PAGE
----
Tags: 0print, elseprint, errorif, failed, isan, ossystem, programming, python, return, returned, safe, system, value, values, win32, winver

return values of os.system() on win32

On Programmer » Python

5,248 words with 6 Comments; publish: Wed, 02 Jan 2008 18:48:00 GMT; (20062.50, « »)

Is it safe to say that any value returned by os.system() other than 0 is

an error?

if os.system('winver') != 0:

print "Winver failed!"

else:

print "Winver Worked."

Thanks!

All Comments

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  • 6 Comments
    • rbt <rbt.python.todaysummary.com.athop1.ath.vt.edu> writes:

      > Is it safe to say that any value returned by os.system() other than 0 is an

      > error?

      I believe not. That depends on the return/error code of the specific program

      you ran.

      --

      Jorge Godoy <godoy.python.todaysummary.com.ieee.org

      "Quidquid latine dictum sit, altum sonatur."

      - Qualquer coisa dita em latim soa profundo.

      - Anything said in Latin sounds smart.

      #1; Wed, 02 Jan 2008 18:49:00 GMT
    • rbt wrote:

      > Is it safe to say that any value returned by os.system() other than 0 is

      > an error?

      > if os.system('winver') != 0:

      > print "Winver failed!"

      > else:

      > print "Winver Worked."

      According to the docs, assuming that *in general* would be an error, but

      it's likely that for the sorts of cases you are talking about, it's true.

      Ultimately, since the return code is generally under the control of the

      application you're calling, it's absolutely possible (likely) that there

      are many programs which do not work as you assume above, and probably a

      large number which don't ever explicitly set the return value at all...

      -Peter

      #2; Wed, 02 Jan 2008 18:50:00 GMT
    • Peter Hansen wrote:

      > rbt wrote:

      >> Is it safe to say that any value returned by os.system() other than 0

      >> is an error?

      >>

      >> if os.system('winver') != 0:

      >> print "Winver failed!"

      >> else:

      >> print "Winver Worked."

      >

      > According to the docs, assuming that *in general* would be an error, but

      > it's likely that for the sorts of cases you are talking about, it's true.

      > Ultimately, since the return code is generally under the control of the

      > application you're calling, it's absolutely possible (likely) that there

      > are many programs which do not work as you assume above, and probably a

      > large number which don't ever explicitly set the return value at all...

      > -Peter

      OK, thanks guys. That's helpful... this is more of an MS issue than a

      Python issue.

      #3; Wed, 02 Jan 2008 18:51:00 GMT
    • rbt wrote:

      > Is it safe to say that any value returned by os.system() other than 0 is

      > an error?

      > if os.system('winver') != 0:

      > print "Winver failed!"

      > else:

      > print "Winver Worked."

      > Thanks!

      What are you really seeking to do? Are you wanting to detect if your

      code is running on a Windows machine? Are you wanting to know the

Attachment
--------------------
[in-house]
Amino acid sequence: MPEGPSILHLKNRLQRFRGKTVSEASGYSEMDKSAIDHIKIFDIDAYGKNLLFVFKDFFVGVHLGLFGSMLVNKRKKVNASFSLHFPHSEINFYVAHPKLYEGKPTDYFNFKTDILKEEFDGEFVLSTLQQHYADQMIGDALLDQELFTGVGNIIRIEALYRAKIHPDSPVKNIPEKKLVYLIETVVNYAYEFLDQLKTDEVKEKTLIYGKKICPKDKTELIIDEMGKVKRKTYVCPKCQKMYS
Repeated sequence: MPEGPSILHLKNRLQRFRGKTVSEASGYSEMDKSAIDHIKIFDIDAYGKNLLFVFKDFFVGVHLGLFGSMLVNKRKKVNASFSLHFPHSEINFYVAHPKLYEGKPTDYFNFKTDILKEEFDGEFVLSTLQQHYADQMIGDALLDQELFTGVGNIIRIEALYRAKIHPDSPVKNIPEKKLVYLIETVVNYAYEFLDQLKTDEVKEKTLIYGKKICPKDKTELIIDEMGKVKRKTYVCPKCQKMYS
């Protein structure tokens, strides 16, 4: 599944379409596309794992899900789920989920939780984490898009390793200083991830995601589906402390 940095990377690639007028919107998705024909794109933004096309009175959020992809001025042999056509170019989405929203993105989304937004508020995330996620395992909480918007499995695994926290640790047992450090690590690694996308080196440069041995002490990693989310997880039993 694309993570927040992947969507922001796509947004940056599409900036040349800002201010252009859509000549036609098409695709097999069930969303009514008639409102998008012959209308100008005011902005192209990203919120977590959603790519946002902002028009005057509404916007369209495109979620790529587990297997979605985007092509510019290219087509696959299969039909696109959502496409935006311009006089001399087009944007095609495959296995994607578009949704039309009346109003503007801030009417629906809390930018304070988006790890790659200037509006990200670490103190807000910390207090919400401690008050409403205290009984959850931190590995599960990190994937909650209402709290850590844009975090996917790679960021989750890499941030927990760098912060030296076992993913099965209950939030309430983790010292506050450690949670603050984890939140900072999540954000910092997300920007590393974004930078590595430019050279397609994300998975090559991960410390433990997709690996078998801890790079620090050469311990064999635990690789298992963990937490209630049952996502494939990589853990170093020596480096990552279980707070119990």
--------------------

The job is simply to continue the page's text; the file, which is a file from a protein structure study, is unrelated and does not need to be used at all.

version number of Windows? Why not use popen2() and see the output?

      #4; Wed, 02 Jan 2008 18:52:00 GMT
    • Paul Watson wrote:

      > rbt wrote:

      >> Is it safe to say that any value returned by os.system() other than 0

      >> is an error?

      >>

      >> if os.system('winver') != 0:

      >> print "Winver failed!"

      >> else:

      >> print "Winver Worked."

      >>

      >> Thanks!

      >

      > What are you really seeking to do?

      This is a corner case. I'm trying to detect if the py script is running

      on a 'special' version of windows. I can't go into the details about

      what makes it unique. Python installs and runs, but the windows API

      isn't as complete as a normal Windows install... among other things, it

      doesn't have a winver.exe file, or if it does, it's crippled... this

      causes os.system('winver') to return a 1... while it returns 0 on

      Windows XP, etc.

      > Are you wanting to detect if your

      > code is running on a Windows machine? Are you wanting to know the

      > version number of Windows? Why not use popen2() and see the output?

      #5; Wed, 02 Jan 2008 18:53:00 GMT
    • [rbt wrote]

      > This is a corner case. I'm trying to detect if the py script is running

      > on a 'special' version of windows. I can't go into the details about

      > what makes it unique. Python installs and runs, but the windows API

      > isn't as complete as a normal Windows install... among other things, it

      > doesn't have a winver.exe file, or if it does, it's crippled... this

      > causes os.system('winver') to return a 1... while it returns 0 on

      > Windows XP, etc.

      If you just want to check if winver.exe exists you could just try

      os.path.exists("path\\to\\winver.exe") if you know where to expect it

      (likely "C:\Windows\system32") or you could use which.py:

      >>> import which

      >>> which.which("winver.exe")

      'C:\\WINDOWS\\system32\\winver.exe'

      >>> which.which("nothere")

      Traceback (most recent call last):

      File "<stdin>", line 1, in ?

      File "C:\Python24\which.py", line 248, in which

      raise WhichError("Could not find '%s' on the path." % command)

      which.WhichError: Could not find 'nothere' on the path.

      http://trentm.com/projects/which/

      Trent

      --

      Trent Mick

      TrentM.python.todaysummary.com.ActiveState.com

      #6; Wed, 02 Jan 2008 18:54:00 GMT